FLORHAM PARK, N.J. -- Jamal Adams is furious and standing his ground. He's "hurt" that the Jets "shopped" him, and doesn't care that they said that's not what they did. He won't commit to a long-term future in New York. He'll only say he's happy to be with the Jets "right now."
Adams admitted that he needs to "cool down" and there's always the chance that he will. He will talk to Jets GM Joe Douglas at some point, and maybe that will be enough. But right now, one day after the NFL trade deadline and his near-deal to the Dallas Cowboys, it's hard to imagine this relationship getting much better.
It's also hard to imagine Adams being on the field with the Jets on Opening Day next year.
"When my agent called me (Tuesday) and told me what was going on it definitely hurt me, you know what I mean?" Adams said Wednesday. "I hold myself at a high level. The Rams, they don't take calls on Aaron Donald. The Patriots don't take calls on Tom Brady, you know what I mean? That's where I hold myself, in that regard. That's the way I took it."
The Jets did take calls from several teams on Adams on Monday and Tuesday, a team source said, and they appeared to come fairly close to trading him to the Dallas Cowboys. Douglas admitted he was willing to listen to offers on just about everyone, including Adams and running back Le'Veon Bell, but he set the prices exorbitantly high and wasn't willing to budge. A source said that for Adams he wanted a first-round pick and at least one more first-round pick or multiple second-round picks in return.
He didn't get it, obviously, but Douglas would've been crazy not to listen to see if the Cowboys were willing to meet his crazy prize. The problem, though, was that Adams met with Douglas last week and supposedly was told that he wouldn't be "shopped" around to other teams. Douglas said he didn't shop him. Adams says that even by listening that's exactly what he did. That may be semantics, but it all has the same result: The emotional, high-strung Adams is extremely angry and feels betrayed. He also doesn't seem to care who knows it.
He ranted about Douglas on Twitter after the trading deadline passed on Tuesday. Then he spoke to the media on Wednesday and didn't hide his feelings at all.
He felt he should have been untouchable. He felt the Jets should've hung up on anyone who called to see if he was available. And he didn't seem to care that the only way the Jets were going to trade him was if the price was insanely high.
"For three years, I came here and I've done nothing but work my butt off, continue to improve, continue to be a great leader, continue to be a great teammate, and when you see something like that, you're in shock a little bit," Adams said. "At the end of the day it is a business. I understand it. But that's how I look at myself. I hold myself in a high regard.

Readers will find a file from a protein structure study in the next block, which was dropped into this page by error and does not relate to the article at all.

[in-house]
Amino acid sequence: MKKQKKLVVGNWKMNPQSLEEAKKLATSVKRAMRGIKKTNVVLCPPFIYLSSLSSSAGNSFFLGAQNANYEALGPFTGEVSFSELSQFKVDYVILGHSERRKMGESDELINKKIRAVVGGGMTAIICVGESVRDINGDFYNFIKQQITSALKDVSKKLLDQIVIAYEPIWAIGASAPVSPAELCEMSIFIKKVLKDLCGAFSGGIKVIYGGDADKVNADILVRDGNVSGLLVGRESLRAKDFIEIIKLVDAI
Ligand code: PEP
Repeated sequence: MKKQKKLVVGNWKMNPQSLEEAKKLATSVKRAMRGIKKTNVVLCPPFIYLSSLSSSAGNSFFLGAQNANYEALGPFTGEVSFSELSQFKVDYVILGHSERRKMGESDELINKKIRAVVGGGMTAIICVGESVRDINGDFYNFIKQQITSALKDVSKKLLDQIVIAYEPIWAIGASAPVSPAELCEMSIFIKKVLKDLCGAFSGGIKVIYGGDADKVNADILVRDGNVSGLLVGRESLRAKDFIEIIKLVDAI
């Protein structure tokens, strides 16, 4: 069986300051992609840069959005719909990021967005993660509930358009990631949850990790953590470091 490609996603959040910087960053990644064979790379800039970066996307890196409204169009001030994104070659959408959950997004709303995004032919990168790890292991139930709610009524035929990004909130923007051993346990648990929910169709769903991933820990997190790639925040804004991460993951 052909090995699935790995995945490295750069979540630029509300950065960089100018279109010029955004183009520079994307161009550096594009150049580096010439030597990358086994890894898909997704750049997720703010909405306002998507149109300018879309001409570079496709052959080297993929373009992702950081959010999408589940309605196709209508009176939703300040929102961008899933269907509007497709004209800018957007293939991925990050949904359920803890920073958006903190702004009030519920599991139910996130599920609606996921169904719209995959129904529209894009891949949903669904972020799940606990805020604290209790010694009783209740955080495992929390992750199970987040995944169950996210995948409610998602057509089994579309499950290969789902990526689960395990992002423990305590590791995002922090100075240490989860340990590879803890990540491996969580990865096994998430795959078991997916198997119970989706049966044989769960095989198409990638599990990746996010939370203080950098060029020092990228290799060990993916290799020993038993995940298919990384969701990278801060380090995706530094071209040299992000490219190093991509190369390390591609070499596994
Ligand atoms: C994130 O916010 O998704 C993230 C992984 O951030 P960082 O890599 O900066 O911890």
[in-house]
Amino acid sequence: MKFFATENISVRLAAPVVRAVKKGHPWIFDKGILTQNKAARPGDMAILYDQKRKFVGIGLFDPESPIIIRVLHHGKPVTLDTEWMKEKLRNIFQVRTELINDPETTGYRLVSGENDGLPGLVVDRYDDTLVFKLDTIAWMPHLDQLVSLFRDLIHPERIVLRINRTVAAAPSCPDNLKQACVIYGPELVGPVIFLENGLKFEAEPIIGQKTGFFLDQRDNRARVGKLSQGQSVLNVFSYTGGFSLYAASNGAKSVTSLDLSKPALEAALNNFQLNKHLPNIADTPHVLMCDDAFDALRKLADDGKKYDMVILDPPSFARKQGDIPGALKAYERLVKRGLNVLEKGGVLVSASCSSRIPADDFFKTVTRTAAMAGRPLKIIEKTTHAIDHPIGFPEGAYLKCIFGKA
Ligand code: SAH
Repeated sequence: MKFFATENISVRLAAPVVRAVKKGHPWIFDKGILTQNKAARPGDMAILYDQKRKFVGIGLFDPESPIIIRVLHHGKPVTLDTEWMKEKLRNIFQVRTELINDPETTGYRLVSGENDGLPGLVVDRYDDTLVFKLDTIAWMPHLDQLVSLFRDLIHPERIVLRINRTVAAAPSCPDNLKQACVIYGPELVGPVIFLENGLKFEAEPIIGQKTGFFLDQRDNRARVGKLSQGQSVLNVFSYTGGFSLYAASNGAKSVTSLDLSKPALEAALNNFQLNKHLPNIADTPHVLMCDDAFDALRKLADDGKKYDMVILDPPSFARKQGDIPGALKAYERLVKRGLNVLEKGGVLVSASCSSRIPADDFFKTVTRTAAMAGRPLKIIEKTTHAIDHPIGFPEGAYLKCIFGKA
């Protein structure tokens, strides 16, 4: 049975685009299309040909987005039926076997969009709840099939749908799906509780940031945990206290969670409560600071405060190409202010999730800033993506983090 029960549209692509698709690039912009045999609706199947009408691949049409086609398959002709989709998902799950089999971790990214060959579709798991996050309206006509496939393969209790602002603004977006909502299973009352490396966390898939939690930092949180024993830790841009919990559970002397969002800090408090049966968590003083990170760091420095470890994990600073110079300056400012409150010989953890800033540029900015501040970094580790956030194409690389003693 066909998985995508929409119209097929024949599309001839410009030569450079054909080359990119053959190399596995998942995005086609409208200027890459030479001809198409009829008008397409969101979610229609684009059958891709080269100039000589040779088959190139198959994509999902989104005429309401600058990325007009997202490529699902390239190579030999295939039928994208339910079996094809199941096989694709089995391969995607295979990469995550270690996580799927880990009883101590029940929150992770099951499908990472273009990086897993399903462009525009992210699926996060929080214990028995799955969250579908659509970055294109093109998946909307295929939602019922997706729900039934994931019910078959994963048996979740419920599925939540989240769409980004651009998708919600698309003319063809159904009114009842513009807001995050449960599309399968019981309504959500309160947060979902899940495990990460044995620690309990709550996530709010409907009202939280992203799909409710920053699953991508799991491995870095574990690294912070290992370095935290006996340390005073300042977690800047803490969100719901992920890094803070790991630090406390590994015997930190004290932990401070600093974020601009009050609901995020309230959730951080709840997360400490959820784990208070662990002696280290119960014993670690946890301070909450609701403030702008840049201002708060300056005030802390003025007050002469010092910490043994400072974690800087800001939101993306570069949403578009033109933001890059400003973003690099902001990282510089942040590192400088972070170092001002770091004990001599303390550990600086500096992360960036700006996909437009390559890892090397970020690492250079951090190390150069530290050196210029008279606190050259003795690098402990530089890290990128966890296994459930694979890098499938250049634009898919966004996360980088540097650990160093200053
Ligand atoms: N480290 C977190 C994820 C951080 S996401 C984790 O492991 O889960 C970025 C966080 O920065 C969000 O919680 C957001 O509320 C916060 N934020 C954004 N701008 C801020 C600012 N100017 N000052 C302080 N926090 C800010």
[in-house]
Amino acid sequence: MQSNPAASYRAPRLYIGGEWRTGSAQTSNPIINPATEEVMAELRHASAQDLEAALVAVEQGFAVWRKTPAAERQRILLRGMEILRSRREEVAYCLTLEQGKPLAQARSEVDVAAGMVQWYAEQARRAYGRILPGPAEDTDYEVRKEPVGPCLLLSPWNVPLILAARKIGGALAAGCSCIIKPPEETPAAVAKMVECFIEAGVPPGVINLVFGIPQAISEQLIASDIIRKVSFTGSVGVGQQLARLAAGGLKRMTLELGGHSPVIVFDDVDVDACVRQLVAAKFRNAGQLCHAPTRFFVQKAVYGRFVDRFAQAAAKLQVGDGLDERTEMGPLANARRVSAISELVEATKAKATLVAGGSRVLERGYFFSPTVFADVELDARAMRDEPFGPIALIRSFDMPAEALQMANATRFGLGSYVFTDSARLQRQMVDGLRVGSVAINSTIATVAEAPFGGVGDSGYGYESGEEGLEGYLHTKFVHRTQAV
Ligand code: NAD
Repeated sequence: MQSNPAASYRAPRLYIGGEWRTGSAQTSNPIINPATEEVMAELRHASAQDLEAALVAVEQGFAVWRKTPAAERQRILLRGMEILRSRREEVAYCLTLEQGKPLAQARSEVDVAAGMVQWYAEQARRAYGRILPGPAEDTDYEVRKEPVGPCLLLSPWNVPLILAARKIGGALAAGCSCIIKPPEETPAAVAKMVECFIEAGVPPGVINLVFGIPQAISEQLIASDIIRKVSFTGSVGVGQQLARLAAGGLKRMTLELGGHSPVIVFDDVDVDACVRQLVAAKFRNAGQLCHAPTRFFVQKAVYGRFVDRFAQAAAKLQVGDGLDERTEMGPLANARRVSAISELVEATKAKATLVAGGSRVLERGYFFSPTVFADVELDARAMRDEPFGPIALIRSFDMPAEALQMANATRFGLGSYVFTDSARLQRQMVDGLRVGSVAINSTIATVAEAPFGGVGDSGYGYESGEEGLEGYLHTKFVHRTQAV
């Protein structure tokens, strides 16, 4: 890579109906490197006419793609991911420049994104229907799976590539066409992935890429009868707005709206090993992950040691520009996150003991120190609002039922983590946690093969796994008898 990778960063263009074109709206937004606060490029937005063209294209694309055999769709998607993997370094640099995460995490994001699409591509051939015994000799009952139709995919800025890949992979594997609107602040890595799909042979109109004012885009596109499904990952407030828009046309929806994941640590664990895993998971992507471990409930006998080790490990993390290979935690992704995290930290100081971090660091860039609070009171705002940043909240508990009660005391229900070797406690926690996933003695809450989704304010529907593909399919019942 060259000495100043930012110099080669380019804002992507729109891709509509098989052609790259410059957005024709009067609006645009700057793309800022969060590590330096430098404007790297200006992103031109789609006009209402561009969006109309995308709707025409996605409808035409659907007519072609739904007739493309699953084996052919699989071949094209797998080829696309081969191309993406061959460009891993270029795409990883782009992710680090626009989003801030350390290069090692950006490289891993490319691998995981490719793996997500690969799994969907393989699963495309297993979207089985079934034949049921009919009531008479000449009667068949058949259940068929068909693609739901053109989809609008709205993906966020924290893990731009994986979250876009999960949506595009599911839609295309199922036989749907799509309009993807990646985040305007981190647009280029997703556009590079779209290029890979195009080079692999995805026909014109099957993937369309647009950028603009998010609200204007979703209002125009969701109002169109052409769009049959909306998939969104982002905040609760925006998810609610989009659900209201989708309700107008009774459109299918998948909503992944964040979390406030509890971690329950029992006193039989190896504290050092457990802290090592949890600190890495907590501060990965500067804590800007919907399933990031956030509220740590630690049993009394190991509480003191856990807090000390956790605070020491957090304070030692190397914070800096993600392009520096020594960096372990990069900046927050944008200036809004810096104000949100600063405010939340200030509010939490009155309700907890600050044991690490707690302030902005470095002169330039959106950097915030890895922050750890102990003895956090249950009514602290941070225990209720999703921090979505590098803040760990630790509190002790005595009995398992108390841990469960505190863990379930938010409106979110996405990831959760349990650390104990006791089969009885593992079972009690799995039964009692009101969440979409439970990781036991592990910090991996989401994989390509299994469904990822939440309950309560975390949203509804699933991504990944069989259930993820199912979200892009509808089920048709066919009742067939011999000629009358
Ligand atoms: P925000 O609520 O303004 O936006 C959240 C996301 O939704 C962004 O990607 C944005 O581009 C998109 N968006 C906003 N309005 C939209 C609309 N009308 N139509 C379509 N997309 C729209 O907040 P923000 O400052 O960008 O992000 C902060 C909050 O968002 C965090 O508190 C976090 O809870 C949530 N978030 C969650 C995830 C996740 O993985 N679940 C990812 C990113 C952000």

"Obviously they don't feel that way."
So where does that leave Adams and the Jets? At the moment, very exposed, and teams around the NFL obviously can see that. Douglas said that teams started calling about Adams back in September when the 24-year-old took any reference to the Jets out of his Twitter and Instagram bio. If teams like the Cowboys sensed an opportunity then, imagine how they feel now.
Adams has to know the Jets will have plenty of opportunities to deal him this offseason. And he has to know that his hometown Cowboys will call again, especially after he confirmed that he told ESPN's Ryan Clark that Dallas "would definitely be the spot that I would love to be at." And given his emotional outburst and the fact that he's almost certainly going to be looking for a new contract next season, even though he still has two years (including the fifth-year option) left on his rookie contract. Given all that, the Jets might suddenly be more willing to make a deal.
Because they're not going to talk about a contract that might be worth close to $100 million -- with a player that, at the moment, doesn't seem to want to be in New York long-term -- they won't pay that to an emotional player who can't get past his current beef with his general manager. They may not pay it anyway, considering that as good as Adams is he's still only been part of 10 wins in his 2 ½ NFL seasons. But they certainly won't unless they're sure he's all-in with everything about the team. Right now, it doesn't appear that he is. Once he calms down, maybe that will change.
But he's hurt -- so much that right now he's refusing to talk to Douglas or Jets head coach Adam Gase about the situation, so much that he doesn't care who sees and knows how angry he is.
He's also frustrated that the Jets are 1-6, and given the state of their offensive line and injuries to some key players on defense, it might not get much better the rest of the season. If that frustration builds and Adams continues to seethe, it's a good bet that at some point everything will bubble over again.
And that would be too bad, because Adams is a really good player, the "heartbeat" of the team as Douglas called him on Tuesday, a fan favorite and the emotional leader this franchise so desperately needs. He's exactly the kind of player the Jets really should build around for the future.
But right now those emotions aren't helping his perilous situation. If he doesn't get them under control and fix all the burned bridges, he's going to be part of somebody else's future next year.